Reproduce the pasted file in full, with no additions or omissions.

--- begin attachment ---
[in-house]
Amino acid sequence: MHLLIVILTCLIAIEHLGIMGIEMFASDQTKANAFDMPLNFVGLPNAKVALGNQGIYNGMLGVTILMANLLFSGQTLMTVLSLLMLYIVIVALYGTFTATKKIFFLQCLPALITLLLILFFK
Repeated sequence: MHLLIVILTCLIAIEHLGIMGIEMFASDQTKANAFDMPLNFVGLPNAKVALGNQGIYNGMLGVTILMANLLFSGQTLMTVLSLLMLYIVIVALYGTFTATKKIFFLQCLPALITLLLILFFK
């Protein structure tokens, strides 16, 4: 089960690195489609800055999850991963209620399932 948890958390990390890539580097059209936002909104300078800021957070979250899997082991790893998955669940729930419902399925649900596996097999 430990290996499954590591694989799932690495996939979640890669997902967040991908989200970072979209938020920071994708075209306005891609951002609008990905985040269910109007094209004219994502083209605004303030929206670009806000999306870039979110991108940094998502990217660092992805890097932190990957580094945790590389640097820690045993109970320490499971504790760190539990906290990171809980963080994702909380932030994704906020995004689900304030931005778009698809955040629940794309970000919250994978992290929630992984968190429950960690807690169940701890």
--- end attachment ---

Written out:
[in-house]
Amino acid sequence: MHLLIVILTCLIAIEHLGIMGIEMFASDQTKANAFDMPLNFVGLPNAKVALGNQGIYNGMLGVTILMANLLFSGQTLMTVLSLLMLYIVIVALYGTFTATKKIFFLQCLPALITLLLILFFK
Repeated sequence: MHLLIVILTCLIAIEHLGIMGIEMFASDQTKANAFDMPLNFVGLPNAKVALGNQGIYNGMLGVTILMANLLFSGQTLMTVLSLLMLYIVIVALYGTFTATKKIFFLQCLPALITLLLILFFK
């Protein structure tokens, strides 16, 4: 089960690195489609800055999850991963209620399932 948890958390990390890539580097059209936002909104300078800021957070979250899997082991790893998955669940729930419902399925649900596996097999 430990290996499954590591694989799932690495996939979640890669997902967040991908989200970072979209938020920071994708075209306005891609951002609008990905985040269910109007094209004219994502083209605004303030929206670009806000999306870039979110991108940094998502990217660092992805890097932190990957580094945790590389640097820690045993109970320490499971504790760190539990906290990171809980963080994702909380932030994704906020995004689900304030931005778009698809955040629940794309970000919250994978992290929630992984968190429950960690807690169940701890």